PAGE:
Background: In patients with Duchenne muscular dystrophy (DMD), implementation of mechanical ventilation depends on sleep investigation and measurement of CO2 tension. The objective of this cross-sectional study was to determine which noninvasive lung function parameter best predicts nocturnal hypercapnia and diurnal hypercapnia in these patients.
Methods: According to transcutaneous CO2 (TcCO2) measurement, 114 DMD patients were classified into three groups: nocturnal hypercapnia (n = 38) [group N], diurnal hypercapnia (n = 39), despite nocturnal ventilation (group D), and 24-h normocapnia and spontaneous breathing (n = 37) [group S] as control. TcCO2 tension and lung function variables included vital capacity (VC) and maximal inspiratory pressure (MIP), and breathing pattern variables included tidal volume (Vt) and respiratory rate (RR), measured at the time of group inclusion. The rapid and shallow breathing index (RSBI [RR/Vt]) and Vt/VC ratio were calculated. Areas under the curve from the receiver operating characteristic (ROC) were calculated for those parameters.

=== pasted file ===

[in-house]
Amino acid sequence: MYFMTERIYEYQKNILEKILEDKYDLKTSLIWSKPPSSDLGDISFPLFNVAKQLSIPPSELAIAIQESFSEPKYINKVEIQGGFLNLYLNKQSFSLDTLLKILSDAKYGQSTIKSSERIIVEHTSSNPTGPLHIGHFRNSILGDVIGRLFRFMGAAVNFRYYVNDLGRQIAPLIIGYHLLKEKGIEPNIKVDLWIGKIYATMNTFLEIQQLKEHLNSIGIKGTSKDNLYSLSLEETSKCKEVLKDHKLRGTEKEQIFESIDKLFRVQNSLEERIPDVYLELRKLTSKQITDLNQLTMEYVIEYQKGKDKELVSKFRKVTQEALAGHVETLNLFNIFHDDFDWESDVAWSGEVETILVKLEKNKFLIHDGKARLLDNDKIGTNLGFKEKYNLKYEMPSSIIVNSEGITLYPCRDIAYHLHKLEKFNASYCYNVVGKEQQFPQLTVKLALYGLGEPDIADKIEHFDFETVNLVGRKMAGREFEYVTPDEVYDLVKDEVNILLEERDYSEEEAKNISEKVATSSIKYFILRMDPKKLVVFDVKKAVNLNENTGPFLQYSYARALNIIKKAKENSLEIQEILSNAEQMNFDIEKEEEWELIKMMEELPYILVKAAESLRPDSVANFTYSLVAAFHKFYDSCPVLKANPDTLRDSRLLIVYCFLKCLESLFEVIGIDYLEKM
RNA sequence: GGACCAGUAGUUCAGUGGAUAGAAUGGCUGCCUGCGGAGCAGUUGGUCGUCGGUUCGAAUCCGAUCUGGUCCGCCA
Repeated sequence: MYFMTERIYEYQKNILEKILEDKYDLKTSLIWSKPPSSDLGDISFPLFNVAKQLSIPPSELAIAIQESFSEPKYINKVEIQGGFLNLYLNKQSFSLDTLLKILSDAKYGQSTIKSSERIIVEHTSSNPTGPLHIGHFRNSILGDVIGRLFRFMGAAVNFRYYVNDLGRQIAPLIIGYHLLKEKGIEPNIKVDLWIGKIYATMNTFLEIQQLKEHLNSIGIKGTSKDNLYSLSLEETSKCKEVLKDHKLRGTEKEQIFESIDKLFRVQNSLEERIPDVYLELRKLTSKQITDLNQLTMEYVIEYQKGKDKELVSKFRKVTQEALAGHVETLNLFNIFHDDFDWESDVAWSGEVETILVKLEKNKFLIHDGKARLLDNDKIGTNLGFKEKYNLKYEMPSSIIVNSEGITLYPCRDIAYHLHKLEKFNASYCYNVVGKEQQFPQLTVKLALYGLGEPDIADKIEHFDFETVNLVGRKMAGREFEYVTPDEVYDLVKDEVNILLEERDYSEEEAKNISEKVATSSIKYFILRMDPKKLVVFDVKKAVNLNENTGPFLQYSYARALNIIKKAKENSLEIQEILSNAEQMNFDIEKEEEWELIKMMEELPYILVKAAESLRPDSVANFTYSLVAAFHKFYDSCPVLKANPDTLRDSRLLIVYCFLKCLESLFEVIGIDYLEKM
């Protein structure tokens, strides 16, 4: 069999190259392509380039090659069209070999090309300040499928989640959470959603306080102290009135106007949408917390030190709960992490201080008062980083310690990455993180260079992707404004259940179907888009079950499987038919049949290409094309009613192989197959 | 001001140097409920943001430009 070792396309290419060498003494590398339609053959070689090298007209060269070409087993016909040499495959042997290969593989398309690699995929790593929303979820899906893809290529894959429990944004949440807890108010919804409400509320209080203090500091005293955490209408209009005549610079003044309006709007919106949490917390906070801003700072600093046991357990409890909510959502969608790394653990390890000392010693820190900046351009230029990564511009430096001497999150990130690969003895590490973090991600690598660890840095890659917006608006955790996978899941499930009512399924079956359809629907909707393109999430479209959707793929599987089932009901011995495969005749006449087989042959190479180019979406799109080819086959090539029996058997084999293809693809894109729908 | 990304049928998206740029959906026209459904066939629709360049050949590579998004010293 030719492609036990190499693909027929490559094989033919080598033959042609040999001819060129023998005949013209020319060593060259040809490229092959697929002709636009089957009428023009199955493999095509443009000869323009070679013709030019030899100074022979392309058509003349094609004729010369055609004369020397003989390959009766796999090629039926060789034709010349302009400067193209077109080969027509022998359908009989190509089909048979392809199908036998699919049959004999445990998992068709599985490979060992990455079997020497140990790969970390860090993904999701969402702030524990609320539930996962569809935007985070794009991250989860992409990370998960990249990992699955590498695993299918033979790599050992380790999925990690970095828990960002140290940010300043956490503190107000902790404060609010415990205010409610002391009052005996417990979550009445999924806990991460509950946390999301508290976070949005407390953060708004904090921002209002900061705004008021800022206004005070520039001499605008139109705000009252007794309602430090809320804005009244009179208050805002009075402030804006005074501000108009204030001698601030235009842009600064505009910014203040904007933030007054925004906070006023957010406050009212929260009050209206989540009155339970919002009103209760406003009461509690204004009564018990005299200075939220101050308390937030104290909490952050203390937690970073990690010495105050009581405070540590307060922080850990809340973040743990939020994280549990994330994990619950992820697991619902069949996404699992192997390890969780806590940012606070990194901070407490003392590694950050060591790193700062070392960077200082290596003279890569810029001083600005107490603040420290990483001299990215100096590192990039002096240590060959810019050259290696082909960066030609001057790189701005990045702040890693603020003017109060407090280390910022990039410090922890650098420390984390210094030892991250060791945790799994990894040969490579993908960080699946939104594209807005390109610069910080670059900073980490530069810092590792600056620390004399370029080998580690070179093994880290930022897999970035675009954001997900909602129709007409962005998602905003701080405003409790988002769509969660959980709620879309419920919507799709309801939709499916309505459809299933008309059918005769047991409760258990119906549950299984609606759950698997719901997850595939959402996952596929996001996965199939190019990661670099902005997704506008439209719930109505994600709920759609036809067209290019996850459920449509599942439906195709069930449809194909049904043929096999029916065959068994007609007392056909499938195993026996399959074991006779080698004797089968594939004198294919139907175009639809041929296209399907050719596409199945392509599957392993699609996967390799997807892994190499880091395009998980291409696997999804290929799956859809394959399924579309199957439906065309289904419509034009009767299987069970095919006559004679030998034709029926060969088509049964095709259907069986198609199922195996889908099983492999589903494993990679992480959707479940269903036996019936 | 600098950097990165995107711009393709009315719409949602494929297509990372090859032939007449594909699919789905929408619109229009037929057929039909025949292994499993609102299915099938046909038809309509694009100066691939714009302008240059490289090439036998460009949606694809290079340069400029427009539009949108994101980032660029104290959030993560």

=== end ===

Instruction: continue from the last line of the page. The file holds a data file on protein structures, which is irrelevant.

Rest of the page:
Results: Compared to group S, lung function was significantly worse in group N and group D. VC, RR, and RSBI distinguished group S from group N by ROC comparison. Cut-off values of VC < or = 680 mL (ROC, 0.968), MIP < or = 22 cm H2O (ROC, 0.928), and Vt/VC > 0.33 (ROC, 0.923) accurately discriminated group D from group N, but RSBI, RR, and Vt did not.
Conclusions: Lung function is useful to predict nocturnal hypercapnia in patients with DMD. Moreover, VC < 680 mL is very sensitive to predict daytime hypercapnia.